Penelope Dingle's sister is suing the homeopath who persuaded the cancer victim to ignore conventional treatment in favour of fighting the deadly disease with alternative medicine.
The case made national headlines in 2010 when State Coroner Alastair Hope held an inquest into Mrs Dingle's death, finding that her husband, Peter Dingle, and homeopath Francine Scrayen had played important roles in the decision.
Mrs Dingle's sister Toni Brown has launched District Court proceedings against Ms Scrayen, claiming she suffered her own psychological problems as a result of the way in which her sister died.
"The defendant's negligent treatment and/or advice to Ms Dingle was in breach of the duty she also owed to the plaintiff to take reasonable care in the treatment and advice she provided to Ms Dingle, such to avoid reasonable foreseeable harm to those persons in a close and loving relationship with Ms Dingle," Ms Brown's lawyer Phil Gleeson said in the writ.
"The plaintiff's claim is for damages for personal injuries sustained by the plaintiff as a direct result of the death of Penelope Dingle on August 25, 2005."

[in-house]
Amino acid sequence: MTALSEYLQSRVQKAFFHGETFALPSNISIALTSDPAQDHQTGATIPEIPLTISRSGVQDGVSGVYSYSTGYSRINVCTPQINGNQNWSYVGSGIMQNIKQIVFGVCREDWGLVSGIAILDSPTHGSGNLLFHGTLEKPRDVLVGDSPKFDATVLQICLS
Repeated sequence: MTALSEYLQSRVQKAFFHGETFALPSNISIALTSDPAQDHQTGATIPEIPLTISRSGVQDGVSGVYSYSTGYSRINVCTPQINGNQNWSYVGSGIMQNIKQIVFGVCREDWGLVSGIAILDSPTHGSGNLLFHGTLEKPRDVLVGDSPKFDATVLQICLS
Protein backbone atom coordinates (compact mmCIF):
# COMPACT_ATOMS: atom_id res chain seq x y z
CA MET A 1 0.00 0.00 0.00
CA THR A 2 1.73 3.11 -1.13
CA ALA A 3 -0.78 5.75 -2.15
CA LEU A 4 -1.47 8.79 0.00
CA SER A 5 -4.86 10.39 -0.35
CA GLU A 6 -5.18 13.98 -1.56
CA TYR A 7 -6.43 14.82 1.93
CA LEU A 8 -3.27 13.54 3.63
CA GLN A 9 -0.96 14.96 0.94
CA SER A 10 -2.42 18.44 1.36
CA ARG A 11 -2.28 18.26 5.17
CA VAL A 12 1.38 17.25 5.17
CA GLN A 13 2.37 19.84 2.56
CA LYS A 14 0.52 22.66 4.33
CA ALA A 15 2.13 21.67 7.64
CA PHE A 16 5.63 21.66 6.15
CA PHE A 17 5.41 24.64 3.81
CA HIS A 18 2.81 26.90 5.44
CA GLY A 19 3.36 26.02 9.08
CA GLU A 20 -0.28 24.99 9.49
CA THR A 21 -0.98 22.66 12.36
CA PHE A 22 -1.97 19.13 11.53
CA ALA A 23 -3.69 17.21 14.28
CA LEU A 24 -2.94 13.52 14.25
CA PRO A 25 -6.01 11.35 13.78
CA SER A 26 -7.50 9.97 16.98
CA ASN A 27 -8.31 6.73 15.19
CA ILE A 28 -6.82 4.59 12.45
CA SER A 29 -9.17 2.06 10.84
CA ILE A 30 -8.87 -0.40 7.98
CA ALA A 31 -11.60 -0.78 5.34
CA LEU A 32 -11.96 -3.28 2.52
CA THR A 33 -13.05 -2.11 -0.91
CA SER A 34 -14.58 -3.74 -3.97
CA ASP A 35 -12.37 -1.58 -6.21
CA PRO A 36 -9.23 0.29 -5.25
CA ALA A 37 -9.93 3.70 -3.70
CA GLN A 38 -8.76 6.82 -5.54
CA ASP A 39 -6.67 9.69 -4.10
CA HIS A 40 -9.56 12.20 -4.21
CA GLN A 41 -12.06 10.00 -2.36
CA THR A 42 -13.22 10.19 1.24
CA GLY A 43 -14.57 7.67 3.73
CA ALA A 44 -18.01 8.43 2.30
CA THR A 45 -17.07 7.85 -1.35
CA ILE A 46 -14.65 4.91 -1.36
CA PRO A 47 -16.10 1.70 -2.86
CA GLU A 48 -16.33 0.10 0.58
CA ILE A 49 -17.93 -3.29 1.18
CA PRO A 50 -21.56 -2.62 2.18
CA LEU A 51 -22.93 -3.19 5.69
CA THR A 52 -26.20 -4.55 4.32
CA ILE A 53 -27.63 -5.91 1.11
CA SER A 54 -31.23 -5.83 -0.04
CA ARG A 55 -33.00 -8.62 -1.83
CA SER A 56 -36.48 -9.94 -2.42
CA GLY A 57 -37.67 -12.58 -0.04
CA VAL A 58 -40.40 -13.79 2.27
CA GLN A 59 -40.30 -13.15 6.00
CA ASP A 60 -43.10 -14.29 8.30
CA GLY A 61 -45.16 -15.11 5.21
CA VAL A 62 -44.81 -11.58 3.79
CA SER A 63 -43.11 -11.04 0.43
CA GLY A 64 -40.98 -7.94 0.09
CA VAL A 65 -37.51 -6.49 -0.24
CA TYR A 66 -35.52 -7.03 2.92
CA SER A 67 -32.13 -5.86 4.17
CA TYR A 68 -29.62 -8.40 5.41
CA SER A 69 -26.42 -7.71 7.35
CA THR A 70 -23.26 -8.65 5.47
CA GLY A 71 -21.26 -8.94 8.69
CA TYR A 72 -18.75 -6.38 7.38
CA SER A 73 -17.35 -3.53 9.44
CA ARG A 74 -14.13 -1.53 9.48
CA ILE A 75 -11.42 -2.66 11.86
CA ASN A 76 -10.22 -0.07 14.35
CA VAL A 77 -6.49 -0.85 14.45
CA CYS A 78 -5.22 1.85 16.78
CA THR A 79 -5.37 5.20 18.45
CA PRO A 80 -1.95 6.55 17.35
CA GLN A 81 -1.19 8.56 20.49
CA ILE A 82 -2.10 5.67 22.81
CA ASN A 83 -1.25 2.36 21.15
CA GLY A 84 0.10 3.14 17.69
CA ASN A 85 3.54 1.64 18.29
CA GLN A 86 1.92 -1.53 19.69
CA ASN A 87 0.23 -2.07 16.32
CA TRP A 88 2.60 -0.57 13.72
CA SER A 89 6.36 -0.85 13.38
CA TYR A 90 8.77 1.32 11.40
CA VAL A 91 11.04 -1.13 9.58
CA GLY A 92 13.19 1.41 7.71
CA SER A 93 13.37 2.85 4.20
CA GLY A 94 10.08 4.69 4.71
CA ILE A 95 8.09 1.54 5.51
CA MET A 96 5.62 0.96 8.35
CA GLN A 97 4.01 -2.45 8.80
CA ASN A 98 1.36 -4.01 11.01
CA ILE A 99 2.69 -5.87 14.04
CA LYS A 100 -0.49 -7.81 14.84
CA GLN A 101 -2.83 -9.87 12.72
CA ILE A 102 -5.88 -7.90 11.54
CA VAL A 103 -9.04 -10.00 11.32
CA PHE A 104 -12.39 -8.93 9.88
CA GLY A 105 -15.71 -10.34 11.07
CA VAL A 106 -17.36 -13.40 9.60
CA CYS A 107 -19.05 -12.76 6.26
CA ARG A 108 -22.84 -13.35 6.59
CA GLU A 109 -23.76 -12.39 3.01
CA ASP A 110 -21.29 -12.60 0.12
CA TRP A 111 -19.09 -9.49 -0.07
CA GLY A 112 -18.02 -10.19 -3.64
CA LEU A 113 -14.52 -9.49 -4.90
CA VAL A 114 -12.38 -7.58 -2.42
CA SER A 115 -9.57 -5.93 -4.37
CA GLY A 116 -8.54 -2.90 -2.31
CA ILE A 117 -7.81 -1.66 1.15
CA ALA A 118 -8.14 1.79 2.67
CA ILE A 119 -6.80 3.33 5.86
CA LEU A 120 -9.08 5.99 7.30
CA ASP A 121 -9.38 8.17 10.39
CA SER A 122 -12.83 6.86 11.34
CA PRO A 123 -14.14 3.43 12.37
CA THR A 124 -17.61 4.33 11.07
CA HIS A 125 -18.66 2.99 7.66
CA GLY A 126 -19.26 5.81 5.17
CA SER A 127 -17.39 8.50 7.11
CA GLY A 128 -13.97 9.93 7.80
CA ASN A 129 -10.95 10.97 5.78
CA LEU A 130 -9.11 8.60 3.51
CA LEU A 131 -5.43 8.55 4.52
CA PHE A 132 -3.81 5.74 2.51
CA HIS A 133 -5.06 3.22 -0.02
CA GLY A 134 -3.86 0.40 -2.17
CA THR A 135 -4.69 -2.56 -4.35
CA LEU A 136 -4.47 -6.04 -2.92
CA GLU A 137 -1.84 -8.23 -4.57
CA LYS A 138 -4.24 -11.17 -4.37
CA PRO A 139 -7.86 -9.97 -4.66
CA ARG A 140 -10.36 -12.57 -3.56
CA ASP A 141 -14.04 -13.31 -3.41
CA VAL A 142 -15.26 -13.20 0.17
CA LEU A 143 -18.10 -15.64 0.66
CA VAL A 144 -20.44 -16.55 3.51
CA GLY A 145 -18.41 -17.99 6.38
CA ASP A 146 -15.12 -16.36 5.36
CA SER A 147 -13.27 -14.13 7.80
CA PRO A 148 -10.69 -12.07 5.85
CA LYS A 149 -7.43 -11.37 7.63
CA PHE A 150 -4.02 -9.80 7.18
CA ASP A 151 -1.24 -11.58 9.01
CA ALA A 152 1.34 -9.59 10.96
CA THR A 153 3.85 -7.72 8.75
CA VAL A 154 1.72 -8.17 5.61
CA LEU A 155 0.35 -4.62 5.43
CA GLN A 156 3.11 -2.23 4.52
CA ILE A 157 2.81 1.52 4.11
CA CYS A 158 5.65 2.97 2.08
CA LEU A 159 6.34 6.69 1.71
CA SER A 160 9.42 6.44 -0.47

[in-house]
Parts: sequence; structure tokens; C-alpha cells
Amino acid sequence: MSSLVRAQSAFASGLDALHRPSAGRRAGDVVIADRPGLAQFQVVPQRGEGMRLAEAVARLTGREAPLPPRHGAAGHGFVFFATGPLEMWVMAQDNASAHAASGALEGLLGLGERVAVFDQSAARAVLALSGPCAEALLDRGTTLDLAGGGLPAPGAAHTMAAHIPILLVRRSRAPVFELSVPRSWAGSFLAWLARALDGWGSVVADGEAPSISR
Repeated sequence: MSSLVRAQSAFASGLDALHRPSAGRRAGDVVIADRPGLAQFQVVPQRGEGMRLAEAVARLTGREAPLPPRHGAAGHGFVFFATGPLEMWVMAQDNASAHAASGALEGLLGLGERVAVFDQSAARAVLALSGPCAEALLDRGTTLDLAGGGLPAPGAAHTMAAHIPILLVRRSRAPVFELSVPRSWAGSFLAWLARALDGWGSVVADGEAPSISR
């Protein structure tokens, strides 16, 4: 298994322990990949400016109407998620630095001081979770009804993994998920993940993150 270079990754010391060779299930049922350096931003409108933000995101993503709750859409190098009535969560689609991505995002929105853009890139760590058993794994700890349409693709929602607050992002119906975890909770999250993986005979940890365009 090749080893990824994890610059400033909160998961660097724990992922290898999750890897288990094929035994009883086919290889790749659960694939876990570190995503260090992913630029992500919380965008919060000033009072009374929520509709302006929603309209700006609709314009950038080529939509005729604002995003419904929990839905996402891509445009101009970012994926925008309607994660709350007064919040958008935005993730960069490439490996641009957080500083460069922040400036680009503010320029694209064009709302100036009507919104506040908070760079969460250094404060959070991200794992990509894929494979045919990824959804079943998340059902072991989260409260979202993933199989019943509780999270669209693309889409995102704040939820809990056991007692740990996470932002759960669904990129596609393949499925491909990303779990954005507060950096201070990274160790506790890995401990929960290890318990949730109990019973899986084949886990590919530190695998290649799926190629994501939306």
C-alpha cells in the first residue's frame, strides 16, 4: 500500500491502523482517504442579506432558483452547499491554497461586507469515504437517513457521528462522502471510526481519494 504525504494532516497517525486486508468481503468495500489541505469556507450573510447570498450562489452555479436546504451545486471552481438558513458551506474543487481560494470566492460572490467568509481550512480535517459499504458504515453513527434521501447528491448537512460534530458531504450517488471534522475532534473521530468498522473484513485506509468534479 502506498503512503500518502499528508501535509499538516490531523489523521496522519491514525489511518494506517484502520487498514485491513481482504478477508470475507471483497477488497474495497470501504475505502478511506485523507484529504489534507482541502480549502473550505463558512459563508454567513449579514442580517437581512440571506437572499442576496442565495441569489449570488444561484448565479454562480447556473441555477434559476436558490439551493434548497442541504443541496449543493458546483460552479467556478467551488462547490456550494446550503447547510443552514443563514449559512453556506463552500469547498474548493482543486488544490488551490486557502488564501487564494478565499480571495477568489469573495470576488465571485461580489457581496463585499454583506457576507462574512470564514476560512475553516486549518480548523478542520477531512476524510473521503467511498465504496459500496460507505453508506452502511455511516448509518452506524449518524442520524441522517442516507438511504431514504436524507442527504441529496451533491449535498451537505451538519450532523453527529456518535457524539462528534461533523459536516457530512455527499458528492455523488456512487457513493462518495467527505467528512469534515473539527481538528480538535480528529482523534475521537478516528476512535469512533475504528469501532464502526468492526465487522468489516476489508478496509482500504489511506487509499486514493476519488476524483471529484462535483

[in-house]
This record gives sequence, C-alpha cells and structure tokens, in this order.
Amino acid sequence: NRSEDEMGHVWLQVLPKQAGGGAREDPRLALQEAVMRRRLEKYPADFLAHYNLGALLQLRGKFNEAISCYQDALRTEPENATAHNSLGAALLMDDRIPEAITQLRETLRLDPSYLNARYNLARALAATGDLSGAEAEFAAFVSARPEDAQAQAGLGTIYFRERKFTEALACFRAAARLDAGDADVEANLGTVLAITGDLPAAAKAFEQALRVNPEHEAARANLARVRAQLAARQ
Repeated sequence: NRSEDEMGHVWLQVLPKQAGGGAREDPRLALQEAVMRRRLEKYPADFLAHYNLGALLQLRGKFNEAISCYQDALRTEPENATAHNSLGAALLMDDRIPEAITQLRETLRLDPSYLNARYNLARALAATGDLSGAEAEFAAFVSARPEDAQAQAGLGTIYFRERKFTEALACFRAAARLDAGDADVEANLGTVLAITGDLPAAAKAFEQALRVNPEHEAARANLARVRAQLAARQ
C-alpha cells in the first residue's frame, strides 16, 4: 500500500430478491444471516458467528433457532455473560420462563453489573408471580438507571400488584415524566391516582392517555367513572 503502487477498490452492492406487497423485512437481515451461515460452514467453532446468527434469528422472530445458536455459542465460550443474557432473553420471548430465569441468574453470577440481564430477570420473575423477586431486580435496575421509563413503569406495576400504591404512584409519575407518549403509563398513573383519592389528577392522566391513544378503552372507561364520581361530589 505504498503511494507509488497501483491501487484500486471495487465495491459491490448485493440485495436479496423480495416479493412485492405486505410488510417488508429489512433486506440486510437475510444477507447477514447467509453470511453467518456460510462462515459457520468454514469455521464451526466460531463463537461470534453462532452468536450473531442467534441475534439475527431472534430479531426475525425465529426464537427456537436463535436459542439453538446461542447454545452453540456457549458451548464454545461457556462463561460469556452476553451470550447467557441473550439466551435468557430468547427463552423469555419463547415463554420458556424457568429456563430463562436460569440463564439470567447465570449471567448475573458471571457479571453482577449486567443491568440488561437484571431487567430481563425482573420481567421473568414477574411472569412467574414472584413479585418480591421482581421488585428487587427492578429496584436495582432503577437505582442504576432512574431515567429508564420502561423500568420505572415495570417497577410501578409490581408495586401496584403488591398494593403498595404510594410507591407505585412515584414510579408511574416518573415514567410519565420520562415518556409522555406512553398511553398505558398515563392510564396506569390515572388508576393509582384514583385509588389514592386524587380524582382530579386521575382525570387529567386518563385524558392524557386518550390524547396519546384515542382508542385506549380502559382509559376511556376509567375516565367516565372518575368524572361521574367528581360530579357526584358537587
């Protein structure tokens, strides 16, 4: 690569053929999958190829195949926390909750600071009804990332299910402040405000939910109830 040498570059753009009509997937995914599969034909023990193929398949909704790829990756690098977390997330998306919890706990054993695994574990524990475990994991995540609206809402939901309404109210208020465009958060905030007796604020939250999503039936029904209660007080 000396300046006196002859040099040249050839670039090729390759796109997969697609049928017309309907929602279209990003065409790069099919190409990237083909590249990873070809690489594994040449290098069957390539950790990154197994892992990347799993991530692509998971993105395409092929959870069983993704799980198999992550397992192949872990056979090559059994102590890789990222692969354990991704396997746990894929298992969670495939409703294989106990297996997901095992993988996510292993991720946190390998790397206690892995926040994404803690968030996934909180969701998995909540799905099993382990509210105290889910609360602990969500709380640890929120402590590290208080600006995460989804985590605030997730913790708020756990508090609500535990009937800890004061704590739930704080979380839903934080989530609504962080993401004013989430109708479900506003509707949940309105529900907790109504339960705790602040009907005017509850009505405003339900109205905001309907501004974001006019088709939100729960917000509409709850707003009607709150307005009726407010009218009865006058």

Mrs Dingle developed rectal bleeding in 2001 and was diagnosed with cancer in February, 2003.
Specialists urged her to have surgery, chemotherapy and radio- therapy but she opted for alternative treatments, including the homeopathy provided by Mrs Scrayen.
The tumour blocked her bowels and on October 12, 2003 she was admitted to Fremantle Hospital for a lifesaving operation.
Mr Hope was satisfied that even at that late stage Mrs Dingle was still contemplating not having surgery on the advice of Mrs Scrayen.
He said Dr Dingle, who had no formal medical qualification, was also actively involved in isolating his wife from the outside inter- ferences of those recommending conventional medicine.
"The deceased could not have continued on the path of stand-alone homeopathic treatment for as long as she did without his involvement," Mr Hope said.
Mr Hope said that while Dr Dingle had been an active participant in his wife's decision-making "ultimately the decisions were those of the deceased. The deceased paid a terrible price for poor decision-making."
Mr Gleeson, from law firm Maurice Blackburn, said Mrs Dingle's death had a profound and traumatising effect on his client.
"Ms Scrayen's treatment of Ms Dingle prior to her death drew significant criticism from Coroner Hope. Maurice Blackburn will continue to work hard to bring a resolution to these proceedings and some closure for Toni," he said.
Both Ms Scrayen and Dr Dingle yesterday refused to comment on the writ.